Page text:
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TEE TO GREEN, STEVE SCOTT: Self-proclaimed ‘top players’ want so much more for less

Tiger Woods and Rory McIlroy are two of just three golfers in the top 50 of Forbes' list of highest earning sportspeople.
Tiger Woods and Rory McIlroy are two of just three golfers in the top 50 of Forbes' list of highest earning sportspeople.

Forbes Magazine’s most recent list of the world’s highest paid sportspeople has who you’d expect near the top.

Lionel Messi, at $130 million, is top of the list. The list was compiled before Argentina’s World Cup win in Qatar. Given the diminutive genius’ bonuses from his existing sponsors, it’s probably a good deal higher than that now.

Similarly, Christiano Ronaldo’s $115m in third place does not account for the lucrative deal he signed with a Saudi Arabian club in December. So you can add a few more sportswashing millions to him.

In second place, separating the two soccer giants, is basketball’s LeBron James. Fitting, no doubt, for a generational player whose influence on wider culture – like Messi and CR7 – goes way beyond his sport.

But it’s interesting that there are 16 other NBA stars in the top 50. You’d expect Steph Curry (5th, $92.8m) or Giannis Antetokounmpo (10th, $80.9m) and the much-travelled James Harden (12th, $74.4m) to be there.

But not having more than a passing interest in the NBA, I’ve no idea who Damion Lillard (20th, $57.4m), Klay Thompson (22nd, $55m), Jimmy Butler (26th, $48m) and many of the rest play for, much less their achievements.

That’s entirely on me, of course. But I think it does indicate how some of us in the golf bubble don’t really appreciate the greater reach of other sports.

Semi-retired Tiger still the top golfer

You want to know where the golfers are on the Forbes list, of course. Tiger Woods is 14th at $68m – all but $40,000 of it, of course, earned off-course because he hasn’t played that much.

Tiger’s really semi-retired. You could make the same designation for the next golfer on the list, Phil Mickelson at 31st with $45.3m.

I suspect this doesn’t include much of his LIV payout, and those specific figures are not public knowledge anyway. Forbes reckons he earned $3.2m on course in their survey period.

The only other golfer in the Top 50 is Rory McIlroy at 37th, on $41.5m. He’s not even the leading Irishman, as MMA star Connor McGregor narrowly tops him in 36th place. Again, this doesn’t seem to include Rory’s $18m FedEx Cup cheque.

On the face of it, the rich list seems to bear out the narrative of the last two years in golf; namely, the top players have not been remunerated sufficiently.

Now, to you and me $45.3m would seem like an eminently reasonable annual return for an ageing golfer like Phil Mickelson. Particularly as he’s in his 31st year as a professional and has maintained a lucrative standard of earning throughout.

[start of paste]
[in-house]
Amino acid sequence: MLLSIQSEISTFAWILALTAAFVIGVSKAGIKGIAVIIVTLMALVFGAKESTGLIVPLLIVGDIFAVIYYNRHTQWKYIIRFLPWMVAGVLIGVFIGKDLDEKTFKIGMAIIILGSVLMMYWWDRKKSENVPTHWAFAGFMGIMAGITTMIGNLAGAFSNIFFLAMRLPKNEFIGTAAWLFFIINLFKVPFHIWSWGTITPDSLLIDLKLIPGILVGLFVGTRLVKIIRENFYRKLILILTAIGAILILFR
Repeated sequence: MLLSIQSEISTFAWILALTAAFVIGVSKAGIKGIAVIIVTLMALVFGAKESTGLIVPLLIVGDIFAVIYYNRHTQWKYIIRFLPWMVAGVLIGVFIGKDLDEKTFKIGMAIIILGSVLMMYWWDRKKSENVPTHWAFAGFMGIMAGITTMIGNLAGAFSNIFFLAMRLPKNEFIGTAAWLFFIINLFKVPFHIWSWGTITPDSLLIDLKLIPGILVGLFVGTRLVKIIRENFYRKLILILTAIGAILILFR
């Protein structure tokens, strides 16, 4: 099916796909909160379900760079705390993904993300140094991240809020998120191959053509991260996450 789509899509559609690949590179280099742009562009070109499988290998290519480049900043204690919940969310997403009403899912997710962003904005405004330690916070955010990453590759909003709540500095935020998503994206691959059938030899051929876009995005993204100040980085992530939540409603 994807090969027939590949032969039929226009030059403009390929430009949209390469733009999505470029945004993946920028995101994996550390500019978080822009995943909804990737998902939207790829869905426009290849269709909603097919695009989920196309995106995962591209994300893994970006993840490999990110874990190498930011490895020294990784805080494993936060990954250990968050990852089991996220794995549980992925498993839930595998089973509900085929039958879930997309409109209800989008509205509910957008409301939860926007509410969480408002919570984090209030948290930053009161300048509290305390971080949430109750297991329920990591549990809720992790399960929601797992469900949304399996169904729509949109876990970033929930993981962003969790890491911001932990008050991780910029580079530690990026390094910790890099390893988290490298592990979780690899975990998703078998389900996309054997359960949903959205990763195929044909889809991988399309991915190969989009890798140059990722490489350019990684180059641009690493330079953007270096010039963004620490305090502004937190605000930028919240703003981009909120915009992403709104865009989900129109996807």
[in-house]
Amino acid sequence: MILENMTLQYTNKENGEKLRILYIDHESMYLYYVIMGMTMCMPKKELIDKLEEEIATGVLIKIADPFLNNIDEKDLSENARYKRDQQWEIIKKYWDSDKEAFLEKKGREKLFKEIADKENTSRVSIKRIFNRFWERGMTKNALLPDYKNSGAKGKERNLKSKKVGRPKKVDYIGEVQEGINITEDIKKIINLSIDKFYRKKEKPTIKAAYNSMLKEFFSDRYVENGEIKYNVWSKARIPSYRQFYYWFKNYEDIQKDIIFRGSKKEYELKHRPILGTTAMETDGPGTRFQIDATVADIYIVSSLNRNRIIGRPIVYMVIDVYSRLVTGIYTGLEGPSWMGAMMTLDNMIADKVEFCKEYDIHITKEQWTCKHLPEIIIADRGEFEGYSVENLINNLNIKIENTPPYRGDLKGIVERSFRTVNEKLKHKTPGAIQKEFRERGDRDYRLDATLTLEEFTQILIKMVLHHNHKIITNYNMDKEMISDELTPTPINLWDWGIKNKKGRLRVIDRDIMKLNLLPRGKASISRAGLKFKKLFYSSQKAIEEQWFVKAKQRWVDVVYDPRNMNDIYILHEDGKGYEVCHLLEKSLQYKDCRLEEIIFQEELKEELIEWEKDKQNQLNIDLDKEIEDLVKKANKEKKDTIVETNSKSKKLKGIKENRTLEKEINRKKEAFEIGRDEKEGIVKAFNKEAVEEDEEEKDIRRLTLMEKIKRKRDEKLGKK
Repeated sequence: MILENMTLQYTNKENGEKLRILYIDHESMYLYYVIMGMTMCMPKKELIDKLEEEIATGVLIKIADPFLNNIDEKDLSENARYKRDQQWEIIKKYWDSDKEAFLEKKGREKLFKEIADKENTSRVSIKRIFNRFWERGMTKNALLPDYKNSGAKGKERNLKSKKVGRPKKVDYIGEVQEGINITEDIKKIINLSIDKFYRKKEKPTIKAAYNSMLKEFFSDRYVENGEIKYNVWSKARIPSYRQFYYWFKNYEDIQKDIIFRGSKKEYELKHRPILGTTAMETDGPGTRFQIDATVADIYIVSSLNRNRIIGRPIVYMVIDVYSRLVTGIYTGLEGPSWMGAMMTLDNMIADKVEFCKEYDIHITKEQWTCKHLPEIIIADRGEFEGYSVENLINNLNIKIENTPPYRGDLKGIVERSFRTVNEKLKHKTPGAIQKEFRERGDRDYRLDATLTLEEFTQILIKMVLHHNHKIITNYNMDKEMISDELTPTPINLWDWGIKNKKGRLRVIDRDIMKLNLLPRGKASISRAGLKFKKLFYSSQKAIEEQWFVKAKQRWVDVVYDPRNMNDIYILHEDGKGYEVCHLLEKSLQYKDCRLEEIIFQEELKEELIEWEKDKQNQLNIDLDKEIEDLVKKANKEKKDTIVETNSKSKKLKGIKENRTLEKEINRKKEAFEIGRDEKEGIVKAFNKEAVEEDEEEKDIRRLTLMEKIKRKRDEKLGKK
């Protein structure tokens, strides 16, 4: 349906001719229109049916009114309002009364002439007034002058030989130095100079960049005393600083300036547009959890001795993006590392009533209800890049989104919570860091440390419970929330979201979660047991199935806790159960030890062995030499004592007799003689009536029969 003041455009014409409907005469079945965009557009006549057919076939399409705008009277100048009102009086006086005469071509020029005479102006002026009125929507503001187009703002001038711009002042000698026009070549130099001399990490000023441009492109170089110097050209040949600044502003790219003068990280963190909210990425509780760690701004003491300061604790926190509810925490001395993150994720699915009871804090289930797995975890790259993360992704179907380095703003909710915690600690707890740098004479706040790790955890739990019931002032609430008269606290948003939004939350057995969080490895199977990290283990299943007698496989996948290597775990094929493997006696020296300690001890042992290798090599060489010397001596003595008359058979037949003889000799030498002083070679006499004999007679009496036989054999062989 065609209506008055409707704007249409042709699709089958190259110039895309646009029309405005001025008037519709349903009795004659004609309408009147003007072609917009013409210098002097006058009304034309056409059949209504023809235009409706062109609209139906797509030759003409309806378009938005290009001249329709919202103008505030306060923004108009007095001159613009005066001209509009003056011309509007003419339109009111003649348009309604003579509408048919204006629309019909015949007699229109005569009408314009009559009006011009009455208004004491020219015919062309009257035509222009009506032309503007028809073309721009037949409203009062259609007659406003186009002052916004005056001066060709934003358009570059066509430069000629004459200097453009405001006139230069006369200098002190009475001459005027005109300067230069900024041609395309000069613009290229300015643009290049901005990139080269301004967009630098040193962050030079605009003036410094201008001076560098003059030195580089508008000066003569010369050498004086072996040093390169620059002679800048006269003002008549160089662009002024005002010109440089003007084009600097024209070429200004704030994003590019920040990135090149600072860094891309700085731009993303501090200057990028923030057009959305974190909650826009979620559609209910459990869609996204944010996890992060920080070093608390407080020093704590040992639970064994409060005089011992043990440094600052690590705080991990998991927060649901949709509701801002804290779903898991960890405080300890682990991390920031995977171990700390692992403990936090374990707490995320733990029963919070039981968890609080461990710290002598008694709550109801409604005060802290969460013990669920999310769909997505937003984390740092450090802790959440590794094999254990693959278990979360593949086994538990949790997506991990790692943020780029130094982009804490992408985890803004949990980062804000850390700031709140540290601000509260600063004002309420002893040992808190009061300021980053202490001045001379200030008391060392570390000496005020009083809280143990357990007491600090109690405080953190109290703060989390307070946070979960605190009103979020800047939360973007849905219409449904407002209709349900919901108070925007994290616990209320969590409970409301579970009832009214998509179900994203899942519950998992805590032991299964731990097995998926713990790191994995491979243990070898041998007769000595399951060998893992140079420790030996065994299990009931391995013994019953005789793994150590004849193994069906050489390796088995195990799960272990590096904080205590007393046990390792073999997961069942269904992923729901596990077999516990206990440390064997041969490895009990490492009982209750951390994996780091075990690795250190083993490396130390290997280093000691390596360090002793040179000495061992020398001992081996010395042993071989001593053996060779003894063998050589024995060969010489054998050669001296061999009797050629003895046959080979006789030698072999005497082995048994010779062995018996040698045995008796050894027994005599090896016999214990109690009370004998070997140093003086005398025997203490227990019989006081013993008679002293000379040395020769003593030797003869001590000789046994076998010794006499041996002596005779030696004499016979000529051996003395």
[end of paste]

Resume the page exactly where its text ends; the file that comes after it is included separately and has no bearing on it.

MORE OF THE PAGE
But Mickelson became the standard bearer for ‘underpaid’ golfers. Indeed, he cited the level of remuneration in the NBA when making his case.

‘No cut’ elevated events are just the start

LIV Golf and the pivoting of the PGA Tour’s structure to stem defections to the rebel tour have largely been the result. The latest manifestation of this was the revelation several of the new ‘elevated’ events in the 2024 PGA Tour would have fields limited to 70 and no cut.

Regular readers will know my disdainful view of this ‘entitled’ form of the game. Golf’s DNA is, for the most part, meritocratic.

Unlike other sports – well at least until LIV came along – guaranteed money was minimal in golf. You played well, you made money, you got into the big events. You played poorly, you made no money, and pretty soon you weren’t playing anywhere anymore.

It was brutal, but it made golf different than other sports. It also gave the prospect every week for someone to have a life-changing experience.

And that was ALWAYS fully earned. You don’t fluke it four rounds in a row, no matter how unheralded you may be.

The new structure, some argue, amounts to a handful more no-cut events than used to be played before the WGC events were discontinued. Let’s not overreact to that, they say.

But this is coming from a wholly different source than that format did. It’s not hard to imagine that we’re headed to more no-cut events and an ever-more restrictive format going forward.

One that protects this current coterie of ‘top players’ from Joe Journeymans playing better than they do for a week. But also from the jeopardy of the career cliff-face when the minute mechanics of their golf game start to go awry.

Self-interested ‘top players’ are driving this

The big difference is this time the move to no-cut golf is being driven entirely by the self-proclaimed ‘top players’. They’re seeking to increase their earning power and entrench their position without regard to merit, now or in the future.

That to me is entirely contrary to competitive golf’s DNA.

And are they really worth all this extra money?

Messi and Ronaldo in soccer, LeBron and Curry in basketball, Hamilton and Verstappen in F1, Djokovic and Serena in tennis, are all getting their due. These are sports with reach across continents, cultures, and age differences.

Golf – in worldwide terms, less so in Scotland – is a niche sport in a middle-class ghetto it shows little sign of breaking free from. Its leading particpants, Tiger apart, have never been able to hold a candle to the proper superstars of other sports.

LIV, so far at least, proves this. The ‘star quality’ of Mickelson, Bryson, Brooks, DJ et al haven’t even made a dent in the wider sports profile outside golf’s bubble.

Yet golfers are demanding to be paid in comparative figures to properly popular sports.

And not only that, they want to be spoonfed that money. While shutting out roughly half the competitors they formerly had to beat?

I can’t be the only one who feels we, the fan and consumer, are getting a raw deal.